We are starting on Demand 3.0. It is no longer just the law department. In this phase, it won’t just be the corporate law department focused on legal spend. Increasingly, corporate procurement professionals influence legal spend. The other big player is legal operations. To frame importance, look at CLOC (meeting now), the Corporate Legal Operations Consortium. Jordan believes “consortium” is the operative and most important word. It means working together to change the market entities, especially as a buying entity. Legal ops are causing the amount of legal work to go down.
Law Firm Response: Have an Identity Crisis
Ask firms deeply uncomfortable questions. Why are you here? Firms will say “excellent service”. But if you ask how much time lawyers, in management meetings, talk about client service, it’s almost always zero. The focus of firms is mainly on profits per person. But the meaning of “profession” is to serve. It’s hard to find this idea in law firms today.
If the purpose is the serve, who is it firms are serving? Firms must ask themselves this question. Once a firm does this, look carefully at the markets and clients they serve. They need to ask if this is really the group we want to serve. Jordan suggests the choices here were made by lawyers early in the firm’s history and the evolution moved from there, without conscious decision. And without much thought about how long the business will continue.
“We practice door law” – if business comes in, we work on it. That’s how it is now but much better is to ask who serve and why and move toward that.
Law Firm Response: Tripartite Strategy
Too many law firms have strategies they don’t follow. Instead, they should focus on three elements:
Client service. Make your law firm client centered, not just in work but in deed. Firms must know as much about their client as possible. If you don’t know a lot about your client, you can’t really serve them. Firms should set service protocols for how all lawyers deal with and serve lawyers. Law firms need to understand what their clients really want (not what lawyers imagine they want). [RF: reminds of 198os quality definition: conformance to client requirements). Firms must also measure client outcomes. At outset, they should track what they promise, specify it in detail, and then at end, determine if they delivered as promised. Then find out if clients were satisfied with the service.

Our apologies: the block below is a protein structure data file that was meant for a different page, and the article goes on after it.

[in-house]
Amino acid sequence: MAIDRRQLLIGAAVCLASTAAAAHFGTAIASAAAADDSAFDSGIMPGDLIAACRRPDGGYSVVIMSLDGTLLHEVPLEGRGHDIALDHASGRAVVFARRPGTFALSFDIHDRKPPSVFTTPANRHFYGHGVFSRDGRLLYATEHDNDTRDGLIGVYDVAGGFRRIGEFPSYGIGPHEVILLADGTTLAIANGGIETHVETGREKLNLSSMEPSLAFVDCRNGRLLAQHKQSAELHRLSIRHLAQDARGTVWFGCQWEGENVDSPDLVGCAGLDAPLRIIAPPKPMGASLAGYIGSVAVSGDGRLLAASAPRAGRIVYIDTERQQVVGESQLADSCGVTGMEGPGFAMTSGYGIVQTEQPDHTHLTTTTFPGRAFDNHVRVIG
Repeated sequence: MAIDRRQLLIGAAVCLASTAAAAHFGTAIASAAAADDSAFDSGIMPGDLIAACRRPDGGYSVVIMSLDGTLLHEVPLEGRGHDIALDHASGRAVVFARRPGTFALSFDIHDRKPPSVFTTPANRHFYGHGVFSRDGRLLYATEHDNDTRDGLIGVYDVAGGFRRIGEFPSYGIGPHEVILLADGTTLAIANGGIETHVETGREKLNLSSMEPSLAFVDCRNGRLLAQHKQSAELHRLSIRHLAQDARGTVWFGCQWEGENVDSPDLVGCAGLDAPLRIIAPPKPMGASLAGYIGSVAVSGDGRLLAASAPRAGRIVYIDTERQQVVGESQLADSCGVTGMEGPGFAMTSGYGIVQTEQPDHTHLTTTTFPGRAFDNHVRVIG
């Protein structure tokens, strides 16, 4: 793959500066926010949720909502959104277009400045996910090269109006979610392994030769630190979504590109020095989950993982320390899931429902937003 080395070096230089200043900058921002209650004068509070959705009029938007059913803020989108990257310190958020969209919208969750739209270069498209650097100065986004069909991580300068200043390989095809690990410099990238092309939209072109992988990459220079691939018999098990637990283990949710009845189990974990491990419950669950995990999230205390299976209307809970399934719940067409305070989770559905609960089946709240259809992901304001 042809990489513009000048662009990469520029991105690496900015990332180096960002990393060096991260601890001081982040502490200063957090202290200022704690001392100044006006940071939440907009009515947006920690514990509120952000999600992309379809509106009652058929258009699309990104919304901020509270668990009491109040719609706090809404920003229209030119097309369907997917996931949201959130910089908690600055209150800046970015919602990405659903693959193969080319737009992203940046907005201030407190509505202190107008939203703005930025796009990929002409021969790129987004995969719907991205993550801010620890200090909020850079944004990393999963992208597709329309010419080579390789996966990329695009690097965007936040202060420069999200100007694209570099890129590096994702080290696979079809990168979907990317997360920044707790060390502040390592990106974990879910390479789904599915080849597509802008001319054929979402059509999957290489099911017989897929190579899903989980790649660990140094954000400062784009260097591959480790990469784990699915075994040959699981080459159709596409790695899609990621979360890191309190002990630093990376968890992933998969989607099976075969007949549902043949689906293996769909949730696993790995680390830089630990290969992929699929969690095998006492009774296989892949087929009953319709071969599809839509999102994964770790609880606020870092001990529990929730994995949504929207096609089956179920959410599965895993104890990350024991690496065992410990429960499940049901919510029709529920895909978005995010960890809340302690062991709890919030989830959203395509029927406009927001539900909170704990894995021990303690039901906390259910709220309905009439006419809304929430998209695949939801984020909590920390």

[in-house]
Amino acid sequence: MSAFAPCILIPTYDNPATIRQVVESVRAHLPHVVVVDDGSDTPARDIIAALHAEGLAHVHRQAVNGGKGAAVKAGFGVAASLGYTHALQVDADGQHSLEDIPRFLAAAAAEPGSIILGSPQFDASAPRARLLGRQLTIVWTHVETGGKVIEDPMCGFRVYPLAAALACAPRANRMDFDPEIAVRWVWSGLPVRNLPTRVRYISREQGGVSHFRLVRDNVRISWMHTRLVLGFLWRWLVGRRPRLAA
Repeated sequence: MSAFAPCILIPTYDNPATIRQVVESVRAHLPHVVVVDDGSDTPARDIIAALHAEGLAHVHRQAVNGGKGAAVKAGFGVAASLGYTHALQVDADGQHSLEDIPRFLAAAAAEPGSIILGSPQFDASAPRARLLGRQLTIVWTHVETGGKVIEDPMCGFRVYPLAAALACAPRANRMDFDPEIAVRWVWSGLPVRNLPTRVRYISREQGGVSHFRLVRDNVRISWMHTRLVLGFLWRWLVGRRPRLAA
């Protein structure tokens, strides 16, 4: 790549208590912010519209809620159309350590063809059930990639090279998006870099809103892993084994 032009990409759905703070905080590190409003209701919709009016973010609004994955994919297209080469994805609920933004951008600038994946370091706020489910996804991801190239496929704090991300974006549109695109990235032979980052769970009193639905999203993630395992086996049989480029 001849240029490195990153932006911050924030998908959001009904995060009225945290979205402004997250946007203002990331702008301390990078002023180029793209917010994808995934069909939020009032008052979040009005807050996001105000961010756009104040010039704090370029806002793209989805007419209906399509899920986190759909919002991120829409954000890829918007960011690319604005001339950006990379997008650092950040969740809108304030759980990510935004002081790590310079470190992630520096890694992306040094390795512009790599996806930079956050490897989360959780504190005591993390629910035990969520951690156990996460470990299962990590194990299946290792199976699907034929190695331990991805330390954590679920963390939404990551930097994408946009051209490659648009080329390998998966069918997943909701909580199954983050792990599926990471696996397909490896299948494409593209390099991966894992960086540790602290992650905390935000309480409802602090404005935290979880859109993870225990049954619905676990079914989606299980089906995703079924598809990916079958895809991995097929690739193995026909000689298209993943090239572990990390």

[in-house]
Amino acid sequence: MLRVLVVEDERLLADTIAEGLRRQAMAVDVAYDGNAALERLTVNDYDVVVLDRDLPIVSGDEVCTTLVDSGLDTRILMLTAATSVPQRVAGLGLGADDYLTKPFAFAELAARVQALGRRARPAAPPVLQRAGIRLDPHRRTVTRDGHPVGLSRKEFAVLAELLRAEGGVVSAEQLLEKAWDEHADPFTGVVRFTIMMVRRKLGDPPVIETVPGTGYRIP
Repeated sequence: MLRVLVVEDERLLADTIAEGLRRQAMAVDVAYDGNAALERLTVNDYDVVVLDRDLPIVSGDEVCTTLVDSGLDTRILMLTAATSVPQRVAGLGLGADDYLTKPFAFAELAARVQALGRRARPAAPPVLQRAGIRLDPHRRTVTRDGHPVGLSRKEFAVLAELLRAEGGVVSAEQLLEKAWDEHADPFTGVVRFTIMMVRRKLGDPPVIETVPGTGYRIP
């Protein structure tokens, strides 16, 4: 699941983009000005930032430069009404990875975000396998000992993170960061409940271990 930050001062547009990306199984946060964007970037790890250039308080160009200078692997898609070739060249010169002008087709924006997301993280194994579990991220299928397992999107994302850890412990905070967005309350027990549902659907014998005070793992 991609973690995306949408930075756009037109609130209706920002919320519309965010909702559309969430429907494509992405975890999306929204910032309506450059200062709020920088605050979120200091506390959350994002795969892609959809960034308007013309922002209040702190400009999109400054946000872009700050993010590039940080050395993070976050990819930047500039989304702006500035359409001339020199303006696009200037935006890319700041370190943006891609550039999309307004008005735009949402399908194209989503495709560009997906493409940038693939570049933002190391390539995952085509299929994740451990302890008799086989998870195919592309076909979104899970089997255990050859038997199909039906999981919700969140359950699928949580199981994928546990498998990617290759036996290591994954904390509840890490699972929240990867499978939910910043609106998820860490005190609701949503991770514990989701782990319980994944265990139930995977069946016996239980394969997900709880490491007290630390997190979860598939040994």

Competitiveness. Once law firms choose a market (consciously), they should be a dominant player. Studies show that in many sub-markets, the top 3 players get 70% of the market. If you can’t be in top 3 to 5, does it pay? Firms must be in the top to get revenue and sustainability. To get there, firms must understand their clients purchasing criteria. Knowing that, firms can tailor their offerings. And finally, firms must price services in ways that meet clients’ needs.
Culture. It’s what lawyers and staff do. What do people at law firms feel compelled to do; allowed to do; and what is tolerated. A good culture serves clients, respect for colleagues, service to the community, and care for individual lawyers.
Law Firm Response: Re-Engineer Your Operations
Firms must adopt process improvements and install productivity engines. Clients don’t care about effort (hours). Firms must deliver at the right price. To get there, firms must re-think how they work
Where We are Going
Law firms will become “lawyer proof”. That is, they will become institutions, not a collection of individual lawyers. Getting there will involve investments in technology, process, and systems. Make firms less dependent on individual lawyers. Create services that don’t depend on individual lawyers.
Tech-powered legal services can address the access to justice (A2J) problem. Lawyers have failed to deliver A2J. It’s time to give a tech the chance.Invest in tools that add value. Make operational improvements. Upgrade the user experience of clients dealing with your law firm.
Talk to your clients – and listen, then act on what they tell you. Listen carefully – let clients talk and listen, don’t interrupt. Then act on what they tell you.
“Global changes in the legal services marketplace are shifting power irreversibly from sellers to buyers. World-renowned legal analyst Jordan Furlong will forecast extraordinary changes coming to the legal profession and will outline the strategic, technological, and operational adjustments that law firms must make in order to survive in, and come to dominate, the future legal market. ”